52. 52. Van Noppen B, Steketee G. Testing a conceptual model of patient and family predictors of obsessive compulsive disorder (OCD) symptoms. Behaviour Research and Therapy. 2009;47(1):18-25
  53. 53. Flessner CA, Freeman JB, Sapyta J, Garcia A, Franklin ME, March JS, et al. Predictors of parental accommodation in pediatric obsessive-compulsive disorder: Findings from the Pediatric Obsessive-Compulsive Disorder Treatment Study (POTS) trial. Journal of the American Academy of Child & Adolescent Psychiatry. 2011;50(7):716-725
  54. 54. Francazio SK, Flessner CA, Boisseau CL, Sibrava NJ, Mancebo MC, Eisen JL, et al. Parental accommodation predicts symptom severity at long-term follow-up in children with obsessive–compulsive disorder: A preliminary investigation. Journal of Child and Family Studies. 2016;25(8):2562-2570
  55. 55. Storch EA, Larson MJ, Muroff J, Caporino N, Geller D, Reid JM, et al. Predictors of functional impairment in pediatric obsessive-compulsive disorder. Journal of Anxiety Disorders. 2010b;24(2):275-283
  56. 56. Pediatric OCD Treatment Study (POTS) Team. Cognitive-behavior therapy, sertraline, and their combination for children and adolescents with obsessive-compulsive disorder: The pediatric OCD treatment study (POTS) randomized controlled trial. JAMA. 2004;292:1969-1976
  57. 57. Peris TS, Bergman RL, Langley A, Chang S, Mccracken JT, Piacentini J. Correlates of accommodation of pediatric obsessive-compulsive disorder: Parent, child, and family characteristics. Journal of the American Academy of Child & Adolescent Psychiatry. 2008;47(10):1173-1181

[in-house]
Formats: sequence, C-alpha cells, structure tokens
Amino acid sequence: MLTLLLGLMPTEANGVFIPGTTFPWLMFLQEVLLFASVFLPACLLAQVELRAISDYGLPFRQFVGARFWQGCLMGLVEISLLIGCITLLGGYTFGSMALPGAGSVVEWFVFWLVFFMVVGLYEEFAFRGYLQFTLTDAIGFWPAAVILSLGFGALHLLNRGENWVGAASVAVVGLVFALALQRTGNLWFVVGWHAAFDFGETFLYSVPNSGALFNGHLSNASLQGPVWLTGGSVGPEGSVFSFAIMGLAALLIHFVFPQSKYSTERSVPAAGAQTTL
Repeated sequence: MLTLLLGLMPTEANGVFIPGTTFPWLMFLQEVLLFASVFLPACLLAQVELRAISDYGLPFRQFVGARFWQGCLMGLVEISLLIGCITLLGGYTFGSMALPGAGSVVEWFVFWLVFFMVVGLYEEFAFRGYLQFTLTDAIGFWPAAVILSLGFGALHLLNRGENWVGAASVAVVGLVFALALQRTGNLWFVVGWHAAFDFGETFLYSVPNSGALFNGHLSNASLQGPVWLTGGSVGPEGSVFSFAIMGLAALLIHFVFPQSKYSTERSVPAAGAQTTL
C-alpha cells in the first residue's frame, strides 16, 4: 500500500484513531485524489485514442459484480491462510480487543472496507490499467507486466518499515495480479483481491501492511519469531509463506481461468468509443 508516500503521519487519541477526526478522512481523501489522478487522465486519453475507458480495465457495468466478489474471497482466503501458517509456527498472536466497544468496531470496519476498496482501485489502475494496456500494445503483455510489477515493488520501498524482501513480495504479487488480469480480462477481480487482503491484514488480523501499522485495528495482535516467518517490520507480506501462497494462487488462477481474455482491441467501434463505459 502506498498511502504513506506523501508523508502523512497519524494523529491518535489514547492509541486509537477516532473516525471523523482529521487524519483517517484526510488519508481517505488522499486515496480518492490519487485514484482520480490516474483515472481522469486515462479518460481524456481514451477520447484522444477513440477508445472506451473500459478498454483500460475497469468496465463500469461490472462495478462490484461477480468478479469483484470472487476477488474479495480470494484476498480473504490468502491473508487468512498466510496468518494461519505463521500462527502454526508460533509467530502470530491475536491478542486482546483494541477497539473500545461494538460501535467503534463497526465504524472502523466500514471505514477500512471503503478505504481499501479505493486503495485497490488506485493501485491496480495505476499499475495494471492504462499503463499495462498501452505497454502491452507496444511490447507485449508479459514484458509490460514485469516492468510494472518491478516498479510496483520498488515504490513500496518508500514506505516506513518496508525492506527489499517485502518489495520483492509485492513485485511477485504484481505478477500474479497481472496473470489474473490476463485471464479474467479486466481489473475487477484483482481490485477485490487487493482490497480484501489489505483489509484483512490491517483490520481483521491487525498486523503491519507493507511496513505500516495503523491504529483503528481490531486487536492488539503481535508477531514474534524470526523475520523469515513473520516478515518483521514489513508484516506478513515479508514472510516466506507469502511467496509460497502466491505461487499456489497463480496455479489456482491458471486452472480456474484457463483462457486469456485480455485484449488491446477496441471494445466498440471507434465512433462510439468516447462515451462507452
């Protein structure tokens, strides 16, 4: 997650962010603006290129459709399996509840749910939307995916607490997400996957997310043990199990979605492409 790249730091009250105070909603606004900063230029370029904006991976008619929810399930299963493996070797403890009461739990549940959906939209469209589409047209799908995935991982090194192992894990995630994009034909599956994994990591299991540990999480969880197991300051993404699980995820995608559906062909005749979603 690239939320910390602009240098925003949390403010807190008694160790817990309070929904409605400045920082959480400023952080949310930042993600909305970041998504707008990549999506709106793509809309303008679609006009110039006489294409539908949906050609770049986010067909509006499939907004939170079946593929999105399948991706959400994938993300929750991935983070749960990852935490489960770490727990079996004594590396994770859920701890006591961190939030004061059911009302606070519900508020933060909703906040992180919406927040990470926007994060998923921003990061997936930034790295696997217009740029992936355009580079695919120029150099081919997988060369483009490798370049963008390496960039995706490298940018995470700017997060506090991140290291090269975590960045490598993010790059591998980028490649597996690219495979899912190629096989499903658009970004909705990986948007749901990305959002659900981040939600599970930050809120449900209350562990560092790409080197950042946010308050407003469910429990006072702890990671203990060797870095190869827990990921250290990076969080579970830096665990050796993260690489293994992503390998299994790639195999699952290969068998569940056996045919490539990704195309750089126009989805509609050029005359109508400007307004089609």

58. 58. Lebowitz ER, Panza KE, Bloch MH. Family accommodation in obsessive-compulsive and anxiety disorders: A five-year update. Expert Review of Neurotherapeutics. 2016;16(1):45-53
  59. 59. Pinto A, Mancebo MC, Eisen JL, Pagano ME, Rasmussen SA. The Brown Longitudinal Obsessive Compulsive Study: Clinical features and symptoms of the sample at intake. The Journal of Clinical Psychiatry. 2006;67(5):703
  60. 60. Franklin M, Foa E, March JS. The pediatric obsessive-compulsive disorder treatment study: Rationale, design, and methods. Journal of Child and Adolescent Psychopharmacology. 2003;13(2, Supplement 1):39-51
  61. 61. Franklin ME, Kratz HE, Freeman JB, Ivarsson T, Heyman I, Sookman D, et al. Cognitive-behavioral therapy for pediatric obsessive-compulsive disorder: Empirical review and clinical recommendations. Psychiatry Research. 2015;227(1):78-92
  62. 62. Geller DA, Biederman J, Stewart SE, Mullin B, Martin A, Spencer T, et al. Which SSRI? A meta-analysis of pharmacotherapy trials in pediatric obsessive-compulsive disorder. American Journal of Psychiatry. 2003;160(11):1919-1928
  63. 63. Foa EB, Kozak MJ. Psychological treatment for obsessive-compulsive disorder. In: Mavissakalian MR, Prien RF, editors. Long-Term Treatments of Anxiety Disorders. Washington, DC: American Psychiatric Press; 1996. pp. 285-309
  64. 64. March JS, Mulle K. OCD in Children and Adolescents: A Cognitive-behavioral Treatment Manual. New York: Guilford Press; 1998
  65. 65. Wagner AP. Cognitive-behavioral therapy for children and adolescents with obsessive- compulsive disorder. In: Hudak R, Dougherty D, editors. Clinical Obsessive-Compulsive Disorders in Adults and Children. Cambridge: Cambridge University Press; 2011. pp. 138-151
  66. 66. Rollnick S, Miller WR. What is motivational interviewing? Behavioural and Cognitive Psychotherapy. 1995;23(4):325-334
  67. 67. Storch EA, Caporino NE, Morgan JR, Lewin AB, Rojas A, Brauer L, et al. Preliminary investigation of web-camera delivered cognitive-behavioral therapy for youth with obsessive-compulsive disorder. Psychiatry Research. 2011;189(3):407-412

Written By

Fugen Neziroglu and Yvette Fruchter

Submitted: 08 May 2018 Reviewed: 06 June 2018 Published: 29 December 2018